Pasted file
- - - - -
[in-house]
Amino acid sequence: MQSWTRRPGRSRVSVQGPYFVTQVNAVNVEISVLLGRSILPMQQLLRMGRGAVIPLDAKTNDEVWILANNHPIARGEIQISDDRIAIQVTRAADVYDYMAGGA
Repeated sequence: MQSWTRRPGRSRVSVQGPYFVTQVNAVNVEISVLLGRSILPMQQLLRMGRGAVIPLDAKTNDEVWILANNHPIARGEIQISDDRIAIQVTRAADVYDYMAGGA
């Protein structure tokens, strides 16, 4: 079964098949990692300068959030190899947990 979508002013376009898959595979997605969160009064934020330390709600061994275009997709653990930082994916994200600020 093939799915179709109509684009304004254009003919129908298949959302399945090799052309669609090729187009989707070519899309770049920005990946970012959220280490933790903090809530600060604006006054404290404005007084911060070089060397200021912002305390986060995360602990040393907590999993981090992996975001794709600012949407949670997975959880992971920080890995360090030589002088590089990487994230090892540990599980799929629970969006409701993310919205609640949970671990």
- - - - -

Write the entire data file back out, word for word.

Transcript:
[in-house]
Amino acid sequence: MQSWTRRPGRSRVSVQGPYFVTQVNAVNVEISVLLGRSILPMQQLLRMGRGAVIPLDAKTNDEVWILANNHPIARGEIQISDDRIAIQVTRAADVYDYMAGGA
Repeated sequence: MQSWTRRPGRSRVSVQGPYFVTQVNAVNVEISVLLGRSILPMQQLLRMGRGAVIPLDAKTNDEVWILANNHPIARGEIQISDDRIAIQVTRAADVYDYMAGGA
């Protein structure tokens, strides 16, 4: 079964098949990692300068959030190899947990 979508002013376009898959595979997605969160009064934020330390709600061994275009997709653990930082994916994200600020 093939799915179709109509684009304004254009003919129908298949959302399945090799052309669609090729187009989707070519899309770049920005990946970012959220280490933790903090809530600060604006006054404290404005007084911060070089060397200021912002305390986060995360602990040393907590999993981090992996975001794709600012949407949670997975959880992971920080890995360090030589002088590089990487994230090892540990599980799929629970969006409701993310919205609640949970671990």